There are two orioles common to our great state of Iowa. While the Baltimore and Orchard orioles have much in common, there are a few differences.
The Baltimore oriole males are bright orange and black (see picture on this page). The females are a more subdued yellow-green and black. During spring and fall migration, Baltimore orioles can be attracted to your yard with sugar water, grape jelly or orange slices since they eat much nectar and ripe fruit during migration. The sugary foods are more readily converted to fat, and that is used for energy during long flights. During the summer months, their diet changes more to insects. Insects are rich in protein, and that is needed to help their young grow.
Baltimore orioles prefer to nest in deciduous tree in open forests or forest edges. They have adapted well to human presence, and will nest in parks, back yards and orchards. Many know the hanging pouch nest of the oriole, but they are hard to find hidden by leaves high in the trees. The female attaches the nest to a forked branch, and then “weaves” a nest 3 to 4 inches deep out of grass, grapevine bark, horse hair, plastic, twine and even fishing line. She may even use materials from an old nest in the new one. Here she will lay 3 to 7 pale grayish or bluish-white eggs with darker blotches. The males are very defensive of their nest site, and will chase off any potential predator.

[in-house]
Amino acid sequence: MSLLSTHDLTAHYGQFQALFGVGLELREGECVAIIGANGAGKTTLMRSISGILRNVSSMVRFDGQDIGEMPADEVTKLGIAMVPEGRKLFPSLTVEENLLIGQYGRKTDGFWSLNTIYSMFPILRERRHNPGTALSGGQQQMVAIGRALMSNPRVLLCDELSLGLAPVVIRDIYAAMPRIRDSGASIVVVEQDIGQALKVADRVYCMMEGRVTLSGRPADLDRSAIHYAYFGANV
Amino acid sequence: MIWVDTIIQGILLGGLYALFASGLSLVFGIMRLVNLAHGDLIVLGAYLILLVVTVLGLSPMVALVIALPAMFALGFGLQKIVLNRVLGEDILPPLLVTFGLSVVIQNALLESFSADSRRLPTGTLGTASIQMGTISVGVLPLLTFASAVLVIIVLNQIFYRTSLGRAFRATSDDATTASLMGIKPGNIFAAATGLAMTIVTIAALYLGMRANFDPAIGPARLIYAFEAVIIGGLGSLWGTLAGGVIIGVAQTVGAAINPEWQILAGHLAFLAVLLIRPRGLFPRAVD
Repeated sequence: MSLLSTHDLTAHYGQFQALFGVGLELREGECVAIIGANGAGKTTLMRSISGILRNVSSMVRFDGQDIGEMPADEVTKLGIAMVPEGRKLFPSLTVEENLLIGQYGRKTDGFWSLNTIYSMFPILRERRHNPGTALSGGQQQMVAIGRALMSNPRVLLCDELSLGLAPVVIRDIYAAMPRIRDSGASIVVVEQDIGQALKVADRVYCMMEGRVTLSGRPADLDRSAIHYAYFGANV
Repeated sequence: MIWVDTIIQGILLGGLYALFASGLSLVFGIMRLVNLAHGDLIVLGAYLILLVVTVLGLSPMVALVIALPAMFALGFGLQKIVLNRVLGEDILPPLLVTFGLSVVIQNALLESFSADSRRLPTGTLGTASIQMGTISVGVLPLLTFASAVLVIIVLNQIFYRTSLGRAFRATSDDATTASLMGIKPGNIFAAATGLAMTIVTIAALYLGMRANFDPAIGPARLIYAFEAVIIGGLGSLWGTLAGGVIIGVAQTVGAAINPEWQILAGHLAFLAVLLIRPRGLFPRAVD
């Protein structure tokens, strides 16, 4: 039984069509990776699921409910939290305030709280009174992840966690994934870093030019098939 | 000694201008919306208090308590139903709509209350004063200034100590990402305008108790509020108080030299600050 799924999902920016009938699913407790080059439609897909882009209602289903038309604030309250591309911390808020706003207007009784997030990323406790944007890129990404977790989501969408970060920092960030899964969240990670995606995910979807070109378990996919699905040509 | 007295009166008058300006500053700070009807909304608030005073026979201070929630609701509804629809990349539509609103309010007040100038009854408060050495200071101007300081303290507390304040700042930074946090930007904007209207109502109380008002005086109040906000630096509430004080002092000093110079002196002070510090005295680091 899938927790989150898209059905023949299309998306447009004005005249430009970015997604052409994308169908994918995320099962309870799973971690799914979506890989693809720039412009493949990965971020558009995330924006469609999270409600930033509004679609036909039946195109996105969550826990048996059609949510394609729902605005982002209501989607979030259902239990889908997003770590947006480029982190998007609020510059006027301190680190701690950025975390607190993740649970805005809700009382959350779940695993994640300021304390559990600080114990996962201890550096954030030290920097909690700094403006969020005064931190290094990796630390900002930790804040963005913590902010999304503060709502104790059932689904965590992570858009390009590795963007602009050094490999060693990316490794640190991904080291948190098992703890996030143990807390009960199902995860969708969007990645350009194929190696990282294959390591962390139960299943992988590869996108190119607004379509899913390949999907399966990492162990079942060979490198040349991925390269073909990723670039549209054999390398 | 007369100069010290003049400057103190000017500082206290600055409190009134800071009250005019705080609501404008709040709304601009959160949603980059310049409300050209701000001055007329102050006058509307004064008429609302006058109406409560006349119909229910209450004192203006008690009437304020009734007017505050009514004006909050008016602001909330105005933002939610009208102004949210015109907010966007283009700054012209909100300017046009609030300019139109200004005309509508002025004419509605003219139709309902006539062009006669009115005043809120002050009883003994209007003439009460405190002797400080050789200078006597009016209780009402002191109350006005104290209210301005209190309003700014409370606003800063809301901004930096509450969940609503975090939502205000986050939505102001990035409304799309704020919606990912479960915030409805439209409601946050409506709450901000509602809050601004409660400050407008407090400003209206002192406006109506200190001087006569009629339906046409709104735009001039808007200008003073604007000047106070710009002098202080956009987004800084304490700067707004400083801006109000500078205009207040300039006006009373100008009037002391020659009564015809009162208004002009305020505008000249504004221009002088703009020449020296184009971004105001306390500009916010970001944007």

The population of Baltimore orioles has been declining slightly possibly due to deforestation, insecticides, and artificial lights during nighttime migration.
Male Orchard orioles are darker orange/rust and black in color. The females are yellow-green like the Baltimore oriole females. They seem to prefer living and nesting along open woodland river edges. The female also builds a pouch nest high in a tree, but they are far less defensive of their nest space. The bottom of their nests is very loosely put together, and sometimes you can see the eggs through the bottom of the nest. The female lays 4 to 6 eggs that are blue or gray in color with darker markings. In good habitat, many Orchard orioles may nest in the same tree. Their easy-going attitude does make them more susceptible to brown-headed cowbirds, which is one of the reasons a slow decline is taking place in their populations. Habitat loss and insecticides are also reasons for the decline.
Like the Baltimore oriole, the Orchard oriole eats nectar, pollen, and insects. Sometimes they may even become a pollinator for some tropical plants in their wintering range. Insects make up most of their diet during the year.
A short walk at a local natural area or park is all you need to find orioles. So get outside and enjoy all nature offers.
Photos courtesy of Larry Reis